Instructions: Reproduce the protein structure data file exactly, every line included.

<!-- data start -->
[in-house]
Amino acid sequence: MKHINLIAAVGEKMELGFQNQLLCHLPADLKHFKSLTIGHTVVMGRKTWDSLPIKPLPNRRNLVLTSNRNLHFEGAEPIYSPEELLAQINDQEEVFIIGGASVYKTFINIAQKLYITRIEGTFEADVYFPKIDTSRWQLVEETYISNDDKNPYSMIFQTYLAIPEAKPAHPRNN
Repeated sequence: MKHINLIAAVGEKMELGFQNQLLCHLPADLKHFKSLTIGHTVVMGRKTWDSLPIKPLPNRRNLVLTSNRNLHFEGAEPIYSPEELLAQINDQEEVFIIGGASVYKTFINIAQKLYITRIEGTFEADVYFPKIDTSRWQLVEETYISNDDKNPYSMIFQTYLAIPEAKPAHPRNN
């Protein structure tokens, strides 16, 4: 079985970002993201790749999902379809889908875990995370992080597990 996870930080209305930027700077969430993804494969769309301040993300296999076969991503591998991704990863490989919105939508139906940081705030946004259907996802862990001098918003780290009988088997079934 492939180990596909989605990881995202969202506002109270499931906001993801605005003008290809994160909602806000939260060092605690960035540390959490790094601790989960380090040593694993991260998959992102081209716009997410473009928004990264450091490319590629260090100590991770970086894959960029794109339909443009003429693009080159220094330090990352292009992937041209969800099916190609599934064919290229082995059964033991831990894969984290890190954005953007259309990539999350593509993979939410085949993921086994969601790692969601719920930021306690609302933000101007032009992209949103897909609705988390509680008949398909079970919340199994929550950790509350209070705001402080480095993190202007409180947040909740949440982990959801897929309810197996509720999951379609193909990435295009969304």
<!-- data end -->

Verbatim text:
[in-house]
Amino acid sequence: MKHINLIAAVGEKMELGFQNQLLCHLPADLKHFKSLTIGHTVVMGRKTWDSLPIKPLPNRRNLVLTSNRNLHFEGAEPIYSPEELLAQINDQEEVFIIGGASVYKTFINIAQKLYITRIEGTFEADVYFPKIDTSRWQLVEETYISNDDKNPYSMIFQTYLAIPEAKPAHPRNN
Repeated sequence: MKHINLIAAVGEKMELGFQNQLLCHLPADLKHFKSLTIGHTVVMGRKTWDSLPIKPLPNRRNLVLTSNRNLHFEGAEPIYSPEELLAQINDQEEVFIIGGASVYKTFINIAQKLYITRIEGTFEADVYFPKIDTSRWQLVEETYISNDDKNPYSMIFQTYLAIPEAKPAHPRNN
């Protein structure tokens, strides 16, 4: 079985970002993201790749999902379809889908875990995370992080597990 996870930080209305930027700077969430993804494969769309301040993300296999076969991503591998991704990863490989919105939508139906940081705030946004259907996802862990001098918003780290009988088997079934 492939180990596909989605990881995202969202506002109270499931906001993801605005003008290809994160909602806000939260060092605690960035540390959490790094601790989960380090040593694993991260998959992102081209716009997410473009928004990264450091490319590629260090100590991770970086894959960029794109339909443009003429693009080159220094330090990352292009992937041209969800099916190609599934064919290229082995059964033991831990894969984290890190954005953007259309990539999350593509993979939410085949993921086994969601790692969601719920930021306690609302933000101007032009992209949103897909609705988390509680008949398909079970919340199994929550950790509350209070705001402080480095993190202007409180947040909740949440982990959801897929309810197996509720999951379609193909990435295009969304």